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December 18, 2018

NJOKA: Genious Kamaru sang the truth

Legendary Kikuyu pop musician John Kamaru will be buried on Thursday, October 11, 2018, in Kangema./Courtesy
Legendary Kikuyu pop musician John Kamaru will be buried on Thursday, October 11, 2018, in Kangema./Courtesy

Every generation has its iconic artiste, singer, writer, griot or poet. Unfortunately, not many of the would-be-world’s greatest artists become recognised in their own lifetimes. Instead, for many, it takes the irony of the Grim Reaper’s call for their artistic genius to become universally acknowledged.

For the late Joseph Kamaru, one artiste who spoke truth to power, he at least was fortunate more often than is known to the public in that the powers-that-be listened to him. 

In early March 1975, when the country was undergoing serious political turmoil following the assassination of the populist Nyandarua MP JM Kariuki, Kamaru composed a commemorative song for the late legislator. In the song, Kamaru gloomily crooned: 

“Andu á Kenya tondu Kariùki ni akúa, arutítwe magego na maitho, na ti kuíya kana kùragana; mutigaíte thakame niundu wakè… rekeí Ngai arute wira waké …. rekeí Ngai arute wira wake”…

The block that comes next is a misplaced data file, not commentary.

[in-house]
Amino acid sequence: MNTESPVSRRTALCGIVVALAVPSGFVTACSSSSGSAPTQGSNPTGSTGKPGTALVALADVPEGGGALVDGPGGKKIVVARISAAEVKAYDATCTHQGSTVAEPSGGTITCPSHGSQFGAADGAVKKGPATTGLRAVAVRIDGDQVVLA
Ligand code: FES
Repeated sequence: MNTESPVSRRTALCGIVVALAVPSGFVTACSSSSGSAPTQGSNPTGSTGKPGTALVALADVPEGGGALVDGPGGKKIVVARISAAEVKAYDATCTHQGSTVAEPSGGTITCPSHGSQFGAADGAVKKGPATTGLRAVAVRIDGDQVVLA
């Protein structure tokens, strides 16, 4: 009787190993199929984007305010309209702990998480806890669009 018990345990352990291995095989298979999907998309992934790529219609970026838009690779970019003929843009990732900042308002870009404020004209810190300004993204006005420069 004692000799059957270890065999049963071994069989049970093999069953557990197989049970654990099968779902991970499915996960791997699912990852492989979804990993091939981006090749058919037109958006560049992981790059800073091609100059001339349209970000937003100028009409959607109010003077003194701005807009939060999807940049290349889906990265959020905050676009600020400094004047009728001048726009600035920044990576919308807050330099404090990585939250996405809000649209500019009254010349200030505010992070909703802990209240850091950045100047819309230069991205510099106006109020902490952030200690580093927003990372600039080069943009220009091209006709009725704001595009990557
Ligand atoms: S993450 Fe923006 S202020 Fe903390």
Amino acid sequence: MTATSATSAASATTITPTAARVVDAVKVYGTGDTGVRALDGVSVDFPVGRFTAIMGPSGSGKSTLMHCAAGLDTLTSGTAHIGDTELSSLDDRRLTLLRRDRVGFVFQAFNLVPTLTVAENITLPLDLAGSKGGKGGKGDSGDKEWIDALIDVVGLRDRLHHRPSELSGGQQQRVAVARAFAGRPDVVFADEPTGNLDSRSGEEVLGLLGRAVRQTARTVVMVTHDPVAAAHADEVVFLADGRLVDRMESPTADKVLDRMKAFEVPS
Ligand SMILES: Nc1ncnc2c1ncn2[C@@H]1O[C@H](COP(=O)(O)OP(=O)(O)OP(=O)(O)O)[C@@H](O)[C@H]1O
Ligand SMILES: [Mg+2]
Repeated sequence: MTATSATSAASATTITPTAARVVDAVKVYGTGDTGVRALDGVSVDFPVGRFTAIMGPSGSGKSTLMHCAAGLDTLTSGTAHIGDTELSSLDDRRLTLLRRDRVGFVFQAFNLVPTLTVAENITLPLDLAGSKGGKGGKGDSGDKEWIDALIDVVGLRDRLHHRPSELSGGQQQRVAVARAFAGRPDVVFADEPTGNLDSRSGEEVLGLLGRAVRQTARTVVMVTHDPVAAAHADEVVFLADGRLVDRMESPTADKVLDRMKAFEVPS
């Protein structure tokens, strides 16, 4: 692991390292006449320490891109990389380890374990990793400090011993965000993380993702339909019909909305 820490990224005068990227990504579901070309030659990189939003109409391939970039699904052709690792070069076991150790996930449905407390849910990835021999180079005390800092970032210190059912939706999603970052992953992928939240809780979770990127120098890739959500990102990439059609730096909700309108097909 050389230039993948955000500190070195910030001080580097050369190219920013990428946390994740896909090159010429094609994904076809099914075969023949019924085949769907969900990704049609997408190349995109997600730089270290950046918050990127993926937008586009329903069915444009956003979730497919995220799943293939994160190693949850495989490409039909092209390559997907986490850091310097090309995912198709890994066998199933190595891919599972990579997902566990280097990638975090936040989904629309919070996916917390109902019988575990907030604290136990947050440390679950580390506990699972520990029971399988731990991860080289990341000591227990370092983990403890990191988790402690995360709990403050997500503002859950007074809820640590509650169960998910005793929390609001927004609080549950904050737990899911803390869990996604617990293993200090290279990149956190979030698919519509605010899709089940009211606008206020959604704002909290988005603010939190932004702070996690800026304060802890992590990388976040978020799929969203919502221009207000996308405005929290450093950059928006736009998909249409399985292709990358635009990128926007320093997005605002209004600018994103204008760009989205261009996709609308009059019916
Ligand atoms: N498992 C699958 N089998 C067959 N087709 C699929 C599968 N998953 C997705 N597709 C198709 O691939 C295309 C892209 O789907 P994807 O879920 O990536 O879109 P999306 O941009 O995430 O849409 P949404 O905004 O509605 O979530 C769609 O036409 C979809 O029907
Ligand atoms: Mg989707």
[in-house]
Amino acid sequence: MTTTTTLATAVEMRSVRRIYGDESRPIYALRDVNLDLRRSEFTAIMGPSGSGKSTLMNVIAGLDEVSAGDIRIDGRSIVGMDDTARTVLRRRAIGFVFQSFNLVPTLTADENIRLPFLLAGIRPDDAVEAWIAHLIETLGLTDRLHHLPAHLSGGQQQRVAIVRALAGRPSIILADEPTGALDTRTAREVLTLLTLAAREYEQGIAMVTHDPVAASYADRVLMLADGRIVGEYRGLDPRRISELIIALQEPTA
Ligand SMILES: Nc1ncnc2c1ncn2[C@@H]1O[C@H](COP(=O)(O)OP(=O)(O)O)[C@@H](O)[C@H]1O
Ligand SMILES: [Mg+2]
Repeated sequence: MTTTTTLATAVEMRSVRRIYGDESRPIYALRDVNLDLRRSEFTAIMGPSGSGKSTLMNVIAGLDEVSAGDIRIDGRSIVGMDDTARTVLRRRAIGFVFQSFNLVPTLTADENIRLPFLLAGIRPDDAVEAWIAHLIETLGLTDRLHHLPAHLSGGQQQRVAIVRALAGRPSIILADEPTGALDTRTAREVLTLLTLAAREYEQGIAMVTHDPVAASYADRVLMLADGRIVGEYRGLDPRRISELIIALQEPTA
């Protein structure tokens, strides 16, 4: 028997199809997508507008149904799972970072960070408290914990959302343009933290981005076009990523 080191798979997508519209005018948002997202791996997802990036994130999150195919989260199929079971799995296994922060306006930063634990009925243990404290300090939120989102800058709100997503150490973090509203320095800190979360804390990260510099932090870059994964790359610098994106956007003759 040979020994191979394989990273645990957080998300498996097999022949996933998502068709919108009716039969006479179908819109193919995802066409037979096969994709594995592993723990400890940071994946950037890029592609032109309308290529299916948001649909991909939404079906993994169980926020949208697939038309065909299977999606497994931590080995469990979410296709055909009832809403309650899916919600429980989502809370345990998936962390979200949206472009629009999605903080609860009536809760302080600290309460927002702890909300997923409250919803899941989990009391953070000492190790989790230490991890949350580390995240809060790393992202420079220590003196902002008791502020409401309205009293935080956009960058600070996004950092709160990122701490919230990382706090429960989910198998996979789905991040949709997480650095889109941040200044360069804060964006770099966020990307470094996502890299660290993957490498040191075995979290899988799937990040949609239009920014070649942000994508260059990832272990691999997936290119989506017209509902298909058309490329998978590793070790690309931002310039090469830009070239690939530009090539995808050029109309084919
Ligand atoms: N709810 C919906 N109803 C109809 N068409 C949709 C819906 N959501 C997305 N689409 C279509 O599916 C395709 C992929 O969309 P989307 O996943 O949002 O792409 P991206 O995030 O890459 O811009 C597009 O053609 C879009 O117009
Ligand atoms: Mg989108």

(The people of Kenya because Kariuki has died, with his teeth and eyes extracted, although he was neither a thief nor a killer, please don’t shed blood because of his death… please let God do His will… Let God do His will…”)

 Ordinarily, after such a highly explosive song, the world and many Kenyans, would have expected that Kamaru would be arrested and detained without trial till Kingdom Come. Or alternatively, he would have been ‘obliged’, by the powers-that-be, to compose a 19-minute and 32 seconds praise song as happened in Zaire in regard to Franco Luanzo Makiadi & TP OK Jazz Band’s 1984 song Candidat na Biso Mobutu.

However, unlike in the case of Franco, Kamaru managed to use his prowess in the art of cryptic spoken/sang language to duck the bullet of political retaliation to the extent that despite anti-establishment songs he composed and sang during Kenya’s most trying political moments — the death of Tom Mboya and that of JM Kariuki — Kamaru somehow managed to effectively orbit the complex world of the post-independent African politics.

Indeed, nothing illustrates the enduring allure of Kamaru’s music better than an incident I witnessed at a State luncheon in State House, where Kamaru was one of the key live-performers.

As Kamaru was exiting the stage, Mama Ngina — Kenya’s original First Lady — quietly signalled the Master of Ceremony, then politely and unobtrusively requested that Kamaru go back on stage to perform another of his classical numbers. And as always, Kamaru did not disappoint.

Listening to Kamaru’s songs, one discerns an explicit message with an unmistakeable moral clarity on politics, marital life, human rights and all things we hold dear in today’s world. Clearly, Kamaru was an artist ahead of his time.